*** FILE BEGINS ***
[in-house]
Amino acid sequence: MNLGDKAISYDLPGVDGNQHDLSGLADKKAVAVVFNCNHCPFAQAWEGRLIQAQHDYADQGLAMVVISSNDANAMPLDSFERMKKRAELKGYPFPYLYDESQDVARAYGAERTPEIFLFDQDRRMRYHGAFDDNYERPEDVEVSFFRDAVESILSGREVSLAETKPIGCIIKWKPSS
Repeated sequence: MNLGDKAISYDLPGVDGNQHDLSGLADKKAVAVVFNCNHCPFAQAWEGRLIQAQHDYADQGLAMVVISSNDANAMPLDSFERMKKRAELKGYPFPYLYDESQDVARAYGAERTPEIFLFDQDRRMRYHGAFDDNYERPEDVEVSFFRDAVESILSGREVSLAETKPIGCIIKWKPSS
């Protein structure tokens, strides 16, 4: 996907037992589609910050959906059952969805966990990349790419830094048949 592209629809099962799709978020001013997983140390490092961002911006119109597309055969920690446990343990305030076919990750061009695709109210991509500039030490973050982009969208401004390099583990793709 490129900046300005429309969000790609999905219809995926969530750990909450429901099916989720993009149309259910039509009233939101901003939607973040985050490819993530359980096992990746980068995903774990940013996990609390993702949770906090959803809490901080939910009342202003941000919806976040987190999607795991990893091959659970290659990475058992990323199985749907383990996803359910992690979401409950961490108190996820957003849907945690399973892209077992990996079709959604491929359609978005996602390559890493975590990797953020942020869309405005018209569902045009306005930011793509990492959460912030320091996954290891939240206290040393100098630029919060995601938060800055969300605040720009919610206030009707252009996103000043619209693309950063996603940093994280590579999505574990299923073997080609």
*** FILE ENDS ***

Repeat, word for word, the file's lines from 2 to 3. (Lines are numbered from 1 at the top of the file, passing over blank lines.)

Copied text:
Amino acid sequence: MNLGDKAISYDLPGVDGNQHDLSGLADKKAVAVVFNCNHCPFAQAWEGRLIQAQHDYADQGLAMVVISSNDANAMPLDSFERMKKRAELKGYPFPYLYDESQDVARAYGAERTPEIFLFDQDRRMRYHGAFDDNYERPEDVEVSFFRDAVESILSGREVSLAETKPIGCIIKWKPSS
Repeated sequence: MNLGDKAISYDLPGVDGNQHDLSGLADKKAVAVVFNCNHCPFAQAWEGRLIQAQHDYADQGLAMVVISSNDANAMPLDSFERMKKRAELKGYPFPYLYDESQDVARAYGAERTPEIFLFDQDRRMRYHGAFDDNYERPEDVEVSFFRDAVESILSGREVSLAETKPIGCIIKWKPSS